So why do female leaders shine so spectacularly in times of crisis? From an evolutionary perspective, the female brain is far more superior at multi-tasking than its male counterpart. Neuroscience has found more than 100 gender differences between the male and female brain, but the powerful multi-tasking ability of the female brain is perhaps the most evolutionarily advantageous of all. Gregory L. Jantz Ph.D. of Psychology Today writes, “Male brains utilize nearly seven times more gray matter for activity while female brains utilize nearly ten times more white matter. What does this mean? Gray matter areas of the brain are localized. They are information- and action-processing centers in specific splotches in a specific area of the brain. This can translate to a kind of tunnel vision when they are doing something. Once they are deeply engaged in a task or game, they may not demonstrate much sensitivity to other people or their surroundings. White matter is the networking grid that connects the brain’s gray matter and other processing centers with one another. This profound brain-processing difference is probably one reason you may have noticed that girls tend to more quickly transition between tasks than boys do. The gray-white matter difference may explain why, in adulthood, females are great multi-taskers, while men excel in highly task-focused projects.”
Jantz also highlights another difference between the structures of the female vs. the male brain. “Females often have a larger hippocampus, our human memory center. Females also often have a higher density of neural connections into the hippocampus. As a result, girls and women tend to input or absorb more sensorial and emotive information than males do. By ‘sensorial’ we mean information to and from all five senses.” This is major reason why women leaders tend to fight harder for social issues than men.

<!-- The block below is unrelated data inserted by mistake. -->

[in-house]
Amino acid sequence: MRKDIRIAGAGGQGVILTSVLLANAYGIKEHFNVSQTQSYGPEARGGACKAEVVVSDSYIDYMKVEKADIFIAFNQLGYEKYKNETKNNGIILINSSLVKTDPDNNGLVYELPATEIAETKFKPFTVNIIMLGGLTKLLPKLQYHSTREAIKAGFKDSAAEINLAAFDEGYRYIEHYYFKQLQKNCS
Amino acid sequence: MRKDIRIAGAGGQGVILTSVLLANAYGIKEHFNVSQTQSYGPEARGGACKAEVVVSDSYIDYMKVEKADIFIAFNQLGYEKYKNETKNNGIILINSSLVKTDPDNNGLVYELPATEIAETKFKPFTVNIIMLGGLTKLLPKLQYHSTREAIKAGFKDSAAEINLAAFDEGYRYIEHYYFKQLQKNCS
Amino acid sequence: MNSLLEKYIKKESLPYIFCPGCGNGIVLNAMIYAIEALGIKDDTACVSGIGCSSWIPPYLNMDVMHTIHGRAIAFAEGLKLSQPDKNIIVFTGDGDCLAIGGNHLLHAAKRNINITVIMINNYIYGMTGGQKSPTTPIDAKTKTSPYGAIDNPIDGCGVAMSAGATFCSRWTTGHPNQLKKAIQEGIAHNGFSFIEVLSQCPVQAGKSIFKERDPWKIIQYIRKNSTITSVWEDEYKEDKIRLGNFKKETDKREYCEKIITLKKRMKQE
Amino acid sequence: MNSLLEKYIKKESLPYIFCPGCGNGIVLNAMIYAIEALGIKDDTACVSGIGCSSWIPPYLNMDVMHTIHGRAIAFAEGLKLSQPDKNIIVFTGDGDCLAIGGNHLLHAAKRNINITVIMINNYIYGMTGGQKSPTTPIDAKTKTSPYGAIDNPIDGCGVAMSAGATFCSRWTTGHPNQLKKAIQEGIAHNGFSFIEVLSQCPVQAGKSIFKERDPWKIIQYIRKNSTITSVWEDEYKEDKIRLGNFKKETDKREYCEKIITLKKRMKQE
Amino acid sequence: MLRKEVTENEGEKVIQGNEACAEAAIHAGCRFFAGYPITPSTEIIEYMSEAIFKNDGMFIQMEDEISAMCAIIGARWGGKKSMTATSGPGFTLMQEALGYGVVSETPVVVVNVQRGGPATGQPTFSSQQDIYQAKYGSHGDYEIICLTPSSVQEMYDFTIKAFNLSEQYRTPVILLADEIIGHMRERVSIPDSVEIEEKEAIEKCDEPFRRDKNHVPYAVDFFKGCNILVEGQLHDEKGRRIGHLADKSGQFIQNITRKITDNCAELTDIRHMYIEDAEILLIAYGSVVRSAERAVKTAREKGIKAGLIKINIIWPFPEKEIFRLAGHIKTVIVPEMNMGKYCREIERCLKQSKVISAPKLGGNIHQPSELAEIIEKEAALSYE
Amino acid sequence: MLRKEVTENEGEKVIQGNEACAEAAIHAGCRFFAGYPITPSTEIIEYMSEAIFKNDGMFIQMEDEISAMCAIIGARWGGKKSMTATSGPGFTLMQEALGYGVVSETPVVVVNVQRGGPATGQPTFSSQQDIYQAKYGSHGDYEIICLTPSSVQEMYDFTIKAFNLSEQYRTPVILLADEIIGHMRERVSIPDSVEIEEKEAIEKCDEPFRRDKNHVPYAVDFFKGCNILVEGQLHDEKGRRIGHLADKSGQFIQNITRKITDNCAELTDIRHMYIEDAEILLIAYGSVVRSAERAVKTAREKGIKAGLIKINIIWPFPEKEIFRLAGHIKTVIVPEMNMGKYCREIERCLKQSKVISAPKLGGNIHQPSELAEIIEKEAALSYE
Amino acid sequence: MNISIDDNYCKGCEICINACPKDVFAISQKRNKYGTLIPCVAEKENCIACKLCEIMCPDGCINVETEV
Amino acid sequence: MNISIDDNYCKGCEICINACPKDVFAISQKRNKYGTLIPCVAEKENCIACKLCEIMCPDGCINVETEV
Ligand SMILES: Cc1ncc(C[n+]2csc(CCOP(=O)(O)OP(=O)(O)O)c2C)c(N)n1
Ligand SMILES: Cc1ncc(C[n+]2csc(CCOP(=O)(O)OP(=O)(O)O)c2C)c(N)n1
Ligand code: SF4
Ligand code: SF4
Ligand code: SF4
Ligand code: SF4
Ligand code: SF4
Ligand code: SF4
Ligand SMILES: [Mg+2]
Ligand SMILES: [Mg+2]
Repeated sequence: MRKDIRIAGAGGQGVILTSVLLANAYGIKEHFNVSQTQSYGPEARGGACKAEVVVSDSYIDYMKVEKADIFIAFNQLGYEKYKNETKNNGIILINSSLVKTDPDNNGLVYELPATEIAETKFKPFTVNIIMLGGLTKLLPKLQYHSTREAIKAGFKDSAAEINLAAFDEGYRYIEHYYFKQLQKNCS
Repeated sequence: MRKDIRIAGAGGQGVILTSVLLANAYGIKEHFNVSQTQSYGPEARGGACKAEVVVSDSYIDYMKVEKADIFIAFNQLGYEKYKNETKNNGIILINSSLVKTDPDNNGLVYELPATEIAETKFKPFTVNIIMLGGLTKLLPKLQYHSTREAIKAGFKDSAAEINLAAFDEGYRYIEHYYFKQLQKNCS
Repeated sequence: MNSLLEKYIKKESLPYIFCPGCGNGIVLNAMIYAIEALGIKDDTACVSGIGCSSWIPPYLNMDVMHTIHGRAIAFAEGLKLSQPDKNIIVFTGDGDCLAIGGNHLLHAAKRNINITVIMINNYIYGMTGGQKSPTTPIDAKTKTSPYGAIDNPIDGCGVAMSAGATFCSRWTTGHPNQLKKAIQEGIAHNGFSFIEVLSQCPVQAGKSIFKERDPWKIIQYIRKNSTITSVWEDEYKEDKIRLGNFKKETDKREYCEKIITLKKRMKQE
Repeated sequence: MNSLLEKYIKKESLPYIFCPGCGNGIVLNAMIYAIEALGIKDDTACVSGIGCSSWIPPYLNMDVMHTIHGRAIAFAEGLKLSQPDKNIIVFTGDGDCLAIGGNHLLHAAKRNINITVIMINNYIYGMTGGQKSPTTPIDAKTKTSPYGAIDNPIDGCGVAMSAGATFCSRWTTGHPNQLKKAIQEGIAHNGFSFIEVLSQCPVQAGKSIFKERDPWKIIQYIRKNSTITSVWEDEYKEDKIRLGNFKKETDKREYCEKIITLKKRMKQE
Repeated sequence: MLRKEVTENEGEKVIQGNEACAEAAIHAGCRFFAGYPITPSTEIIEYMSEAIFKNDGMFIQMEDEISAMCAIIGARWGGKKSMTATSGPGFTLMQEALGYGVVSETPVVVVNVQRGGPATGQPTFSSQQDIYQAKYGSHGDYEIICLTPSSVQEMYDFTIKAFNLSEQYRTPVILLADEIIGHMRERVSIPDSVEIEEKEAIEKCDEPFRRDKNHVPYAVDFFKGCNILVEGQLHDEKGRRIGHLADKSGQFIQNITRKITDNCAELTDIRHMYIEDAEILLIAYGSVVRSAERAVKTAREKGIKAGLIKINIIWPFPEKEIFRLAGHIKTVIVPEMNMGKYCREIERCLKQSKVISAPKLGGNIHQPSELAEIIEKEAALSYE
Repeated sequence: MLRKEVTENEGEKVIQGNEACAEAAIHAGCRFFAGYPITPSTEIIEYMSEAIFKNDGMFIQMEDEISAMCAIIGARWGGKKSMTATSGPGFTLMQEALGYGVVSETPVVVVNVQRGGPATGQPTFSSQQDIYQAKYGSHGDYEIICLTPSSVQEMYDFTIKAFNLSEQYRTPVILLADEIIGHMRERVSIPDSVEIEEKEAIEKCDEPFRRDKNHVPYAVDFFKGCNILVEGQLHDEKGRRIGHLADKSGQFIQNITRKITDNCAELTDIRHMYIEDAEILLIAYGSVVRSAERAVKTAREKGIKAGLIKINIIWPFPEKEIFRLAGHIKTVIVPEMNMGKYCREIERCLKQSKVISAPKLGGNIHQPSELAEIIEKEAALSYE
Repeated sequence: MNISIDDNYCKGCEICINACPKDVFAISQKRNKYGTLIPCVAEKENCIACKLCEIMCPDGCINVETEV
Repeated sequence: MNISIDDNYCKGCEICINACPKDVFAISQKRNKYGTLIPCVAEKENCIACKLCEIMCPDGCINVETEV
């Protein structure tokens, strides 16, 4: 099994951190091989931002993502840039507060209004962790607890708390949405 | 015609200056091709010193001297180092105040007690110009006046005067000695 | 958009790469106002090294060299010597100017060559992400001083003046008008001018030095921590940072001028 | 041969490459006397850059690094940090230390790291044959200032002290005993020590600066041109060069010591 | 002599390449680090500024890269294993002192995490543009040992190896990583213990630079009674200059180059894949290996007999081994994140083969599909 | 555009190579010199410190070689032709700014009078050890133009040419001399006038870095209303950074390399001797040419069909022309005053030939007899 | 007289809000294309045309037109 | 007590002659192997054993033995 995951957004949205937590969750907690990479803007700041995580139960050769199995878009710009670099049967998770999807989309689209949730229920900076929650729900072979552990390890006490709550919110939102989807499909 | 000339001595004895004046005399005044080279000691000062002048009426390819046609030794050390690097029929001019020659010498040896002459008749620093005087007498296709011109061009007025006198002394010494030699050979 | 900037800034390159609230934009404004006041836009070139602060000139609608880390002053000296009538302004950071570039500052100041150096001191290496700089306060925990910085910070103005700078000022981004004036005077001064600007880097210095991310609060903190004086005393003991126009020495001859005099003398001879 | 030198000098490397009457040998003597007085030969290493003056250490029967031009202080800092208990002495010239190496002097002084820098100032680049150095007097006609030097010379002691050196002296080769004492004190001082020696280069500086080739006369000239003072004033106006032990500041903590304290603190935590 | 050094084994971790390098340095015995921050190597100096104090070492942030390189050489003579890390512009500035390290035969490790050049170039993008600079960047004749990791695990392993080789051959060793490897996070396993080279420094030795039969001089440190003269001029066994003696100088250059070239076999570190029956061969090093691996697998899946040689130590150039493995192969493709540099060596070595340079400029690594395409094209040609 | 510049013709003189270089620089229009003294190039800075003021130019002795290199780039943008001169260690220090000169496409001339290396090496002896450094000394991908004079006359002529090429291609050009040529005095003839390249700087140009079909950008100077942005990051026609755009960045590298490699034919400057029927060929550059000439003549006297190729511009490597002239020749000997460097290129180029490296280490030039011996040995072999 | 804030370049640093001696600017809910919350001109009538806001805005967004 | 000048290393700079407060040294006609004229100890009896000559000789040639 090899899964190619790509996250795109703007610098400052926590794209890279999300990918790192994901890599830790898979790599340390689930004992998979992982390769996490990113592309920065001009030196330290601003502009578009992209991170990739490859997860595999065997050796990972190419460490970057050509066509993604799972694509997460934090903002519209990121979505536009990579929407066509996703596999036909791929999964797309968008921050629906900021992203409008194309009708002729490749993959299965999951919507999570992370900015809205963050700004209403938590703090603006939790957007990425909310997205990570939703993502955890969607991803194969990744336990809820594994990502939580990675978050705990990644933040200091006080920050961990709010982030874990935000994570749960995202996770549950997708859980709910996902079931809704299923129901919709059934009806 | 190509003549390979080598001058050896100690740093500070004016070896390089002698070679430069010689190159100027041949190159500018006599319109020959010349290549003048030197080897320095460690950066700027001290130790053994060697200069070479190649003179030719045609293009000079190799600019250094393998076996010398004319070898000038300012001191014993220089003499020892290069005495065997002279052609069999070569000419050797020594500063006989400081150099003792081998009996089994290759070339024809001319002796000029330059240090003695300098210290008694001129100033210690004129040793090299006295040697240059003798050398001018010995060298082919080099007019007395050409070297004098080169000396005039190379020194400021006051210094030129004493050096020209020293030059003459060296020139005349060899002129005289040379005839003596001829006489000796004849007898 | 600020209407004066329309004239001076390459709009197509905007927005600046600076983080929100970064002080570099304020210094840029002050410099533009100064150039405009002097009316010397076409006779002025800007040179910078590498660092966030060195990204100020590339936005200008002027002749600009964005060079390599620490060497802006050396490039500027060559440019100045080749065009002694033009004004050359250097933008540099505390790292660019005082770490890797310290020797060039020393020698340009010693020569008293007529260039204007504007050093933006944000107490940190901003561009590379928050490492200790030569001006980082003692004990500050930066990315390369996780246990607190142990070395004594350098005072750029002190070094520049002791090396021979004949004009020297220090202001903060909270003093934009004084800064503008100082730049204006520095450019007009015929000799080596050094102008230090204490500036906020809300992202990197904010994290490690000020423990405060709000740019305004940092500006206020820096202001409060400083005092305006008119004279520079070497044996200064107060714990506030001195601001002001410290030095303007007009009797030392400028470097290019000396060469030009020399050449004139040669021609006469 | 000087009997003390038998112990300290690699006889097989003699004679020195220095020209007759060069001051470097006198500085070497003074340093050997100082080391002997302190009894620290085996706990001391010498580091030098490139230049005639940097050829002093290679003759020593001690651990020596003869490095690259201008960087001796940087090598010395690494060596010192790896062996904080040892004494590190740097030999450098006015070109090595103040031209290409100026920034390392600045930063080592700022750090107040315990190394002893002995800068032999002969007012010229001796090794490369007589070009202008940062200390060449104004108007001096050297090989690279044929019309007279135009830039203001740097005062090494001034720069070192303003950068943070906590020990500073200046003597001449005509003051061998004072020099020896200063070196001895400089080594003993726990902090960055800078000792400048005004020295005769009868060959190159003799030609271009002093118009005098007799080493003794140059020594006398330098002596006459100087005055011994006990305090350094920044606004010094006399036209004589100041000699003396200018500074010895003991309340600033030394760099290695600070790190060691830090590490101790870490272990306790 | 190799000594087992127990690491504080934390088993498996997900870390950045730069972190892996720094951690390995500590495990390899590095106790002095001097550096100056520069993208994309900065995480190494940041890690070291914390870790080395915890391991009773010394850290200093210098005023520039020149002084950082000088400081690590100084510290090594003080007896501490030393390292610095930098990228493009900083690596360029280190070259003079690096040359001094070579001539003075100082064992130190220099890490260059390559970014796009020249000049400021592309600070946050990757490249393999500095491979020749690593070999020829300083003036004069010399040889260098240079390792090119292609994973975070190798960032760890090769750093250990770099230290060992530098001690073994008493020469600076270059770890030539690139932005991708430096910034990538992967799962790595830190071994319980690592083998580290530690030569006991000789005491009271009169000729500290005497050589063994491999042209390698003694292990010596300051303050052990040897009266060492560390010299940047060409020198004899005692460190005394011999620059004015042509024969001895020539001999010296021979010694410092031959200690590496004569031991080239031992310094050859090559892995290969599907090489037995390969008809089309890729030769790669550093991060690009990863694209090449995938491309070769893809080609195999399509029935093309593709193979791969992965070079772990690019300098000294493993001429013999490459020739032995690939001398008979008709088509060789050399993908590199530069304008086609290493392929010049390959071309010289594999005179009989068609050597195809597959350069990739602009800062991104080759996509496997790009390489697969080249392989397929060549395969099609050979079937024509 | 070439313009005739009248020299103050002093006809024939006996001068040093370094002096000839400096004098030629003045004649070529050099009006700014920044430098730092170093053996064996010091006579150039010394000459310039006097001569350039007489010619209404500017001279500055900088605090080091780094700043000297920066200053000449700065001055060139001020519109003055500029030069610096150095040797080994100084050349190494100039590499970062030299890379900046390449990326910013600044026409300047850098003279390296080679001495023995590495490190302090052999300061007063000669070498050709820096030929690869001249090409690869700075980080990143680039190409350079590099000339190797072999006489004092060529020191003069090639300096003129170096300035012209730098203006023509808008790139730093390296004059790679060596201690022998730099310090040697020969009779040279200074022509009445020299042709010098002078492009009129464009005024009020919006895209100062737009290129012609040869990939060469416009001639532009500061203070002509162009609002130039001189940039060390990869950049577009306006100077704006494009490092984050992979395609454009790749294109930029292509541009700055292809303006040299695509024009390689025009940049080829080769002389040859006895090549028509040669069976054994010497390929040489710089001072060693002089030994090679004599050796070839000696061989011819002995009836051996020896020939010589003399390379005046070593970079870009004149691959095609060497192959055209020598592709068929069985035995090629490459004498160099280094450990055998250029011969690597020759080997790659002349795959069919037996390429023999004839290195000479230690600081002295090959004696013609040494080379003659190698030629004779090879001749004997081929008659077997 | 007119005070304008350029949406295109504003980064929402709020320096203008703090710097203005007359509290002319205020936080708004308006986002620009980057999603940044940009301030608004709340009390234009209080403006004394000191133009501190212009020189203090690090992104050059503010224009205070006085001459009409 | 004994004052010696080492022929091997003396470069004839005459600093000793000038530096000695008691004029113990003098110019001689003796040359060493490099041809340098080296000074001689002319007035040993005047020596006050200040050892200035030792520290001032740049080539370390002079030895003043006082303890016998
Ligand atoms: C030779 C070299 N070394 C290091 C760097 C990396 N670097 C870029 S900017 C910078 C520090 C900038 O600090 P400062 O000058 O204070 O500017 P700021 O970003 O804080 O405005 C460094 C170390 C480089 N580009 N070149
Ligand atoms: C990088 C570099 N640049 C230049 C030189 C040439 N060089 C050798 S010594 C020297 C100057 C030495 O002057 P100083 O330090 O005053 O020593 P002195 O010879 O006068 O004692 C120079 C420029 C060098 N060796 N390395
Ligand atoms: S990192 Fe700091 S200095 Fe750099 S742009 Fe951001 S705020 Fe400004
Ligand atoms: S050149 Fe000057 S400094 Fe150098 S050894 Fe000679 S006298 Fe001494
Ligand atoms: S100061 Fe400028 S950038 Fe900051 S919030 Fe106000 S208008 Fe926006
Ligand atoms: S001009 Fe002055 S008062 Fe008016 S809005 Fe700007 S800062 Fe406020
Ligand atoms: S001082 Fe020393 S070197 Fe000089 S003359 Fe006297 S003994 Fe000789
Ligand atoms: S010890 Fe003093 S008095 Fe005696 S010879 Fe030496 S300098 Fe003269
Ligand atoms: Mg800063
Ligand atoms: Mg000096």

Suzanne Nossel of Foreign Policy writes, “Another prospect that seems obvious but could have far-reaching implications is that a group of global female leaders will probably make the welfare and concerns of women more central to global policymaking. Here Hillary Clinton could well lead the charge. More than 20 years ago, she set out her bold vision on unfriendly territory in Beijing, during a historic speech at the U.N.’s Fourth World Conference on Women in which, speaking as first lady, she proclaimed that women’s rights were human rights, and vice versa. As secretary of state, she converted this lofty vision into a policy blueprint, arguing that the advancement and status of women was not just a moral cause, but also a matter of national security. She catalyzed programs in Afghanistan, Yemen, and Guatemala — including a 24-hour court in the latter’s capital that provides victims of domestic violence not just access to justice, but also health services, psychological counseling, and safe housing. Clinton also entrenched women’s rights within the bureaucracy, elevating the State Department’s Office of Global Women’s Issues, expanding its budget, and creating a fund to support women’s rights projects around the world. She also championed women’s rights at the U.N., including a campaign to give millions of women access to healthy and environmentally sound clean cookstoves, the adoption of U.N. Security Council Resolution 1888, which established a special representative focused on sexual assault of women and children in conflict zones, and created U.N. Women, a dedicated global agency.”